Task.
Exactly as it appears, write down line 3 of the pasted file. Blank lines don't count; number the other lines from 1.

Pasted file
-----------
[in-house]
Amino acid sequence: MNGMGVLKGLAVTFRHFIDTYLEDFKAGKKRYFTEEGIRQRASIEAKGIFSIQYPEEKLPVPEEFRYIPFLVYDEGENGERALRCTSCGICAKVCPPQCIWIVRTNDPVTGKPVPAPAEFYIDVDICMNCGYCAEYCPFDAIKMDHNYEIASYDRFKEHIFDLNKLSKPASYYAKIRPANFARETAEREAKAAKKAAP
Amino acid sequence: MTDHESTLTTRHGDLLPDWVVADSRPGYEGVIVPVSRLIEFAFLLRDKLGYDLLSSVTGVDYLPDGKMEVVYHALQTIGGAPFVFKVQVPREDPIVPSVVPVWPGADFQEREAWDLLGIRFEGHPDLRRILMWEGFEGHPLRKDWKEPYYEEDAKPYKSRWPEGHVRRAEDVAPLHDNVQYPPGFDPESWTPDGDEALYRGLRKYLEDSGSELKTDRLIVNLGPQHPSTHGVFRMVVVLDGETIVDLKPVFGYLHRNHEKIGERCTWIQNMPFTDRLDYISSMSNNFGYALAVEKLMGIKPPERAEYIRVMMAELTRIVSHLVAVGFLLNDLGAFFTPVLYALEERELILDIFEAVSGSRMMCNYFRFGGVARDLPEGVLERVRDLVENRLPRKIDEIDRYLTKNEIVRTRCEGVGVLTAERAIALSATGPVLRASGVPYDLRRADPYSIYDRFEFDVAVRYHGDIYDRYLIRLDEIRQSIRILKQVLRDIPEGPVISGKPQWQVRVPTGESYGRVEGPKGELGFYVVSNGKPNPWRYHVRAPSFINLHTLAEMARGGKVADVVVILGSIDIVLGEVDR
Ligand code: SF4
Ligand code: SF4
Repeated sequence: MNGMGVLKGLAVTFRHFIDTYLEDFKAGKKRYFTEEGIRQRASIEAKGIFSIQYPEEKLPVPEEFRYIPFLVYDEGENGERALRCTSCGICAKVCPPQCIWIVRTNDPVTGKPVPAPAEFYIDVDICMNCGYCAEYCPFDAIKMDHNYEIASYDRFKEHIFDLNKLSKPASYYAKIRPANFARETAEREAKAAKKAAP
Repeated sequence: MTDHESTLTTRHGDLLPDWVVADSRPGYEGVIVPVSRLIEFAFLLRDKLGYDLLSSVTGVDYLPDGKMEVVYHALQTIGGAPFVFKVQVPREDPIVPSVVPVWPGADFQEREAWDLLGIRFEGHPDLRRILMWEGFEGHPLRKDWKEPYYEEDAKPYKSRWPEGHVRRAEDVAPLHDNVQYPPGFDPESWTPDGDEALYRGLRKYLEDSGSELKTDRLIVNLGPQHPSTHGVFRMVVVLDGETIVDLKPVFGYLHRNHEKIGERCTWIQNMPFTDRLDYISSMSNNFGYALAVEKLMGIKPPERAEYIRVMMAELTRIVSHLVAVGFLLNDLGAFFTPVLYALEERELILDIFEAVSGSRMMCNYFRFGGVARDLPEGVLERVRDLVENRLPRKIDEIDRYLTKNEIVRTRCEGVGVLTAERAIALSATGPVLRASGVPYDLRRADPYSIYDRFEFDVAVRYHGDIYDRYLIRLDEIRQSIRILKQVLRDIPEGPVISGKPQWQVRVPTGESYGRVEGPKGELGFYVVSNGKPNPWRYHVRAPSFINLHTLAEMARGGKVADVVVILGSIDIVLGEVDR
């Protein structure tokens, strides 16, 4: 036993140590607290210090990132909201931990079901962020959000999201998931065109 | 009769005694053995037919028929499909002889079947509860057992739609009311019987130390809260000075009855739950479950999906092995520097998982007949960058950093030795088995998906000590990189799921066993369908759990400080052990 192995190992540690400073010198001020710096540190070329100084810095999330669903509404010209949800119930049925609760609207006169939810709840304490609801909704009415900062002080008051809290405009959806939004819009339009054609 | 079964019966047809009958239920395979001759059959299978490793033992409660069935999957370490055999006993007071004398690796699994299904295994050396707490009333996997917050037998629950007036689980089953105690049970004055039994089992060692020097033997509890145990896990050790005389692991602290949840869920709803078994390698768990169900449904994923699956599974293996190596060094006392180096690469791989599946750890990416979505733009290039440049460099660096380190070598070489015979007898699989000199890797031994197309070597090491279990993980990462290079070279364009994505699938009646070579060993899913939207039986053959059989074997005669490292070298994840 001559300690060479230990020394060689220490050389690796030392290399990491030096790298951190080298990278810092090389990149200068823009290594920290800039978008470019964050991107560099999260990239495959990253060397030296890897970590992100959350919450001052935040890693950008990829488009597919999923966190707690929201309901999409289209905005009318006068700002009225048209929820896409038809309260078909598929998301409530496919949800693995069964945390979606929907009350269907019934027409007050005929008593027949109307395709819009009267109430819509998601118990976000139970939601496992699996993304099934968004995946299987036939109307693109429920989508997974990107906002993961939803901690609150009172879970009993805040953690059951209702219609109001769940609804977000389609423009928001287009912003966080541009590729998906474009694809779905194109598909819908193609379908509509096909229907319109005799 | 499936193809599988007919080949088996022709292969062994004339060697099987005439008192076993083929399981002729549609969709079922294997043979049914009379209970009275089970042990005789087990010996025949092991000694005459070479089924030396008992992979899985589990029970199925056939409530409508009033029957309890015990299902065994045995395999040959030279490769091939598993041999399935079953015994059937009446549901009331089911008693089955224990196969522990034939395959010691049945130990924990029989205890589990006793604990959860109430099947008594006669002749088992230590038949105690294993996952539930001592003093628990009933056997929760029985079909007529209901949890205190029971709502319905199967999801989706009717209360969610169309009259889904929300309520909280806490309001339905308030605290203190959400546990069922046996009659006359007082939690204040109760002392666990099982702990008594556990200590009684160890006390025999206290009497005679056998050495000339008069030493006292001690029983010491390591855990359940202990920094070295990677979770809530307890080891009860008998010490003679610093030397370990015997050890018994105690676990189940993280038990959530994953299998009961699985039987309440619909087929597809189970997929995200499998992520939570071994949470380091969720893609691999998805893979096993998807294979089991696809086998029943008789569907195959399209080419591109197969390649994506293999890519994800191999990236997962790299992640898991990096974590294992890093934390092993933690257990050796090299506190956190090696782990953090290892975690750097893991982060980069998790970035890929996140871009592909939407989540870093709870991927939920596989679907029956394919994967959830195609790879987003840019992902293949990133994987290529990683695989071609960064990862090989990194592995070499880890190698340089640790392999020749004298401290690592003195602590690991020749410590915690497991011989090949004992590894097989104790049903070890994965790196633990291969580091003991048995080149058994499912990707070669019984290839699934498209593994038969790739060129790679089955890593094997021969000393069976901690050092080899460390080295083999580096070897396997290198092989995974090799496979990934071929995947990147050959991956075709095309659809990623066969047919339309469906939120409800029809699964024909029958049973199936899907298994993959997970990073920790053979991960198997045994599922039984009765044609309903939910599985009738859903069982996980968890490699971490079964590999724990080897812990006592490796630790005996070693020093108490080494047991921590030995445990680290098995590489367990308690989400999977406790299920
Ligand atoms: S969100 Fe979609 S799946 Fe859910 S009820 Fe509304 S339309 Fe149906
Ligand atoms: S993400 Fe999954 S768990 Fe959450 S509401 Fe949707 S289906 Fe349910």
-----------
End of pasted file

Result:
Amino acid sequence: MTDHESTLTTRHGDLLPDWVVADSRPGYEGVIVPVSRLIEFAFLLRDKLGYDLLSSVTGVDYLPDGKMEVVYHALQTIGGAPFVFKVQVPREDPIVPSVVPVWPGADFQEREAWDLLGIRFEGHPDLRRILMWEGFEGHPLRKDWKEPYYEEDAKPYKSRWPEGHVRRAEDVAPLHDNVQYPPGFDPESWTPDGDEALYRGLRKYLEDSGSELKTDRLIVNLGPQHPSTHGVFRMVVVLDGETIVDLKPVFGYLHRNHEKIGERCTWIQNMPFTDRLDYISSMSNNFGYALAVEKLMGIKPPERAEYIRVMMAELTRIVSHLVAVGFLLNDLGAFFTPVLYALEERELILDIFEAVSGSRMMCNYFRFGGVARDLPEGVLERVRDLVENRLPRKIDEIDRYLTKNEIVRTRCEGVGVLTAERAIALSATGPVLRASGVPYDLRRADPYSIYDRFEFDVAVRYHGDIYDRYLIRLDEIRQSIRILKQVLRDIPEGPVISGKPQWQVRVPTGESYGRVEGPKGELGFYVVSNGKPNPWRYHVRAPSFINLHTLAEMARGGKVADVVVILGSIDIVLGEVDR